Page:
The Empire State building has inspired architects, artists, photographers and designers the world over and is one of the most enduring Art Deco icons of the age.
I find it hard to believe that I have actually been to the top of this building - me, who is scared of heights! It was in 1991 so perhaps I wasn't so scared when I was younger.
New York's most famous building starred in the 1933 movie in which King Kong was shot down by aeroplanes from the top floor and in 1945 lived its own real life drama when a US B-23 bomber crashed into the 72nd floor causing extensive damage.
The tallest building in the world from 1932 - 1971, its stepped design became one of the motifs of Art Deco design. Although said to derive from Egyptian and Aztec architectural elements, New York skyscrapers were required by law to have the set back shape on their upper floors in order to let in light below.
Designed by architects Shreve, Lamb and Harmon, its 102 storeys rose a staggering 1,250 feet in the air.
It broke records for its speed of construction with over 4 floors being added per week! However, this took its toll, as the workers fabricating the steel structure of the building had no safety equipment and a tragic 14 lives were lost.
Sadly, these were not the only deaths associated with the building, with 30 people jumping from the building. Two attempts actually failed, with both a man and a woman landing on floors below and surviving!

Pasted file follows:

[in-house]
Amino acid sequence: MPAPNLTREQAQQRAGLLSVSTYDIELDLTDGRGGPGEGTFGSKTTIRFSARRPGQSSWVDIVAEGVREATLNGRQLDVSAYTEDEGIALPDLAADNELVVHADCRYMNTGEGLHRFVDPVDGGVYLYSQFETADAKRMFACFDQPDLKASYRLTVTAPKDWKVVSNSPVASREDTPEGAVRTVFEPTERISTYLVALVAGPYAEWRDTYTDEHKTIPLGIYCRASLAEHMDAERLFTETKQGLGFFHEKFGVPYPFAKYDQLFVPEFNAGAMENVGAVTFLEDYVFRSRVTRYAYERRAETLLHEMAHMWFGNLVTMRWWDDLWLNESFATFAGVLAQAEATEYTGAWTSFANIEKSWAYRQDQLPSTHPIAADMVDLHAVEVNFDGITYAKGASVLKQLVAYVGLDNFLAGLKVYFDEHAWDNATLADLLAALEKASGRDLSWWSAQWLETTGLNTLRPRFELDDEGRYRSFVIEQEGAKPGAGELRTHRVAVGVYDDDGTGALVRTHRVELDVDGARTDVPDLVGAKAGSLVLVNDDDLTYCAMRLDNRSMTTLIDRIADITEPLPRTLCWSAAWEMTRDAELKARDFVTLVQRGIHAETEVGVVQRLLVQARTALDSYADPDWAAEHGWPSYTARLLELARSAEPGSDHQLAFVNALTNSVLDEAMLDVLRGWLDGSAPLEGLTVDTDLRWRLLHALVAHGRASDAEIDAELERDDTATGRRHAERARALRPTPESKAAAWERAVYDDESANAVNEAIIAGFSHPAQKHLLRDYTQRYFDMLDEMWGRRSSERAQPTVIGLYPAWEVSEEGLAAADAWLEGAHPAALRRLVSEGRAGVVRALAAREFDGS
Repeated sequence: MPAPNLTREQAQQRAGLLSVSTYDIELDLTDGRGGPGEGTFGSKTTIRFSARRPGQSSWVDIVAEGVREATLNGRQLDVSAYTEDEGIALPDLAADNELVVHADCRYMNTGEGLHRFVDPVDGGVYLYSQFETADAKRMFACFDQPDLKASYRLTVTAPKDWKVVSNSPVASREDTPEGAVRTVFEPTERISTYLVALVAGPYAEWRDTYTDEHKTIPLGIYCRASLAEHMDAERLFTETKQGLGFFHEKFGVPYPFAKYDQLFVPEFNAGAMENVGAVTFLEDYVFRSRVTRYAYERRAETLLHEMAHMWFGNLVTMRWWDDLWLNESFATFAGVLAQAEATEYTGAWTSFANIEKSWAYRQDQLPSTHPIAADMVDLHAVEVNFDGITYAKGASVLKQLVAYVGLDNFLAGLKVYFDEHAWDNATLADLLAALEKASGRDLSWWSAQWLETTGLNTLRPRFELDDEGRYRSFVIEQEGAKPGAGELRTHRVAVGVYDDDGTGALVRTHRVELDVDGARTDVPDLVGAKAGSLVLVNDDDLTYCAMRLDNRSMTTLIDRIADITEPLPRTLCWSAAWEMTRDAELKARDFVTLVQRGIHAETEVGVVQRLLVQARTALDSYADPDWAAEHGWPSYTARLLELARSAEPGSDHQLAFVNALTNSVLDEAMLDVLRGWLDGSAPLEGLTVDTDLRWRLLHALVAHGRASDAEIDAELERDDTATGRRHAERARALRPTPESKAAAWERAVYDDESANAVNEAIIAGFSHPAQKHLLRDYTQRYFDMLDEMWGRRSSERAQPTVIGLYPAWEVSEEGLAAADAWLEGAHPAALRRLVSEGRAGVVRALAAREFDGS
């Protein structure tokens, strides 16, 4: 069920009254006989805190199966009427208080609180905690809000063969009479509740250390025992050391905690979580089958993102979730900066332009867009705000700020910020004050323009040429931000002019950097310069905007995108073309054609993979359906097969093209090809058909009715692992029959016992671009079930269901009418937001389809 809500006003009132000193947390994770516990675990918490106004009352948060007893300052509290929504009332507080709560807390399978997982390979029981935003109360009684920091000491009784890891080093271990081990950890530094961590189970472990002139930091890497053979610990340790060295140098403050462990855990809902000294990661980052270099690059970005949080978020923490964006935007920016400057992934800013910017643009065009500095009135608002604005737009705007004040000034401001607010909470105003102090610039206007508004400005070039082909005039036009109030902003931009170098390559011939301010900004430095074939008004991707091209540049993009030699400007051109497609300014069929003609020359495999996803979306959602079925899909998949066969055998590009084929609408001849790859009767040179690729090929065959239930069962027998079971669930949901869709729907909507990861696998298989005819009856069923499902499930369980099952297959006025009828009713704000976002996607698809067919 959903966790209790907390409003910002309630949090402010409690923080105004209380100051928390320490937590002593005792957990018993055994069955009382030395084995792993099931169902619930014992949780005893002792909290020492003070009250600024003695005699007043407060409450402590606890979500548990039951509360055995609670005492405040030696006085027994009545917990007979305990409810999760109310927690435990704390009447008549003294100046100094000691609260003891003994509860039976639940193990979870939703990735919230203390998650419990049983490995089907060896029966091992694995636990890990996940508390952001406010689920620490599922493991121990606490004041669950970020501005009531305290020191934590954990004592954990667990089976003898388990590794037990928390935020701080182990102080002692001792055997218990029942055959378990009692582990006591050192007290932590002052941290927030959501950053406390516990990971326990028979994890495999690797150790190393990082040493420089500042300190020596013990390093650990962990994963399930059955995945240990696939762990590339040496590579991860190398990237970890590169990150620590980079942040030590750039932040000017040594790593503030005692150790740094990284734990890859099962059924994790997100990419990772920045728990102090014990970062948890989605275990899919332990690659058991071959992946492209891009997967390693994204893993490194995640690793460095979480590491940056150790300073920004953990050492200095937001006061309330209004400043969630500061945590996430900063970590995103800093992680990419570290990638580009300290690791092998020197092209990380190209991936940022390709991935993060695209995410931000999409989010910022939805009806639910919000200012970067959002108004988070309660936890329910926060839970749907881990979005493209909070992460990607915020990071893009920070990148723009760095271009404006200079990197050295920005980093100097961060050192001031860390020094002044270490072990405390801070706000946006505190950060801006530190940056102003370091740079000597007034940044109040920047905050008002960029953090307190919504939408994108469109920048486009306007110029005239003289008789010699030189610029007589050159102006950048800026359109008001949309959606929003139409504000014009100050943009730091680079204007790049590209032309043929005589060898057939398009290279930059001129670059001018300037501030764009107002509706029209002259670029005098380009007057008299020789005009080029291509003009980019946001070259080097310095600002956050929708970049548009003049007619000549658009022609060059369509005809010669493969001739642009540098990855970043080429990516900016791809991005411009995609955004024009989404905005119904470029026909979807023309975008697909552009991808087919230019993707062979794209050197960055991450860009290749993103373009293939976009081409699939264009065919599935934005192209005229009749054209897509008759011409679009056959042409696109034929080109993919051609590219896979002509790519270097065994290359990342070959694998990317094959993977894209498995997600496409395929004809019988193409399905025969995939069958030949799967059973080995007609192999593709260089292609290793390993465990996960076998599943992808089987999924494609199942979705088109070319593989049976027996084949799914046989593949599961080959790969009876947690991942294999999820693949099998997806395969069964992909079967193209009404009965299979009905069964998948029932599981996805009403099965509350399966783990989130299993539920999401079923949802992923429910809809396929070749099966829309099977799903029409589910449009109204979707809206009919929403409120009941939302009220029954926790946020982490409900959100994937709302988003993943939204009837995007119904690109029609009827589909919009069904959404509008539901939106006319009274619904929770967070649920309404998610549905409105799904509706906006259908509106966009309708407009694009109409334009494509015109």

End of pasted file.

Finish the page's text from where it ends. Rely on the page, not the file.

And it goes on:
At one stage only 25% occupied, the skyscraper was dubbed the "empty city", and the intended function of its mast as a mooring for airships failed due to the powerful upwards air currents caused by skyscrapers.
The huge banks of elevators needed to reach the top floors also took up so much space, that the intention of creating more office space by constructing upwards was also not really achieved. In spite of the drawbacks, it was a symbol of power and optimism at a time when there was not much to be cheerful about, and has endured as the most iconic building in New York skyline.
In 1932 one of the most famous photographs of this early skyscraper was taken by Edward Steichen. Entitled the Maypole, he created a sense of movement by the use of double exposure.
It conveys the sheer scale and magnificence of the building, which in the early years of the Depression was an exciting diversion and created a mood of optimism in hard times. It appeared in Vanity Fair in 1933.
The Empire State Building is such an important icon its image has been reproduced on all kinds of items. You can choose from over 15,000 different gift items displaying this wonderful building from Zazzle below.
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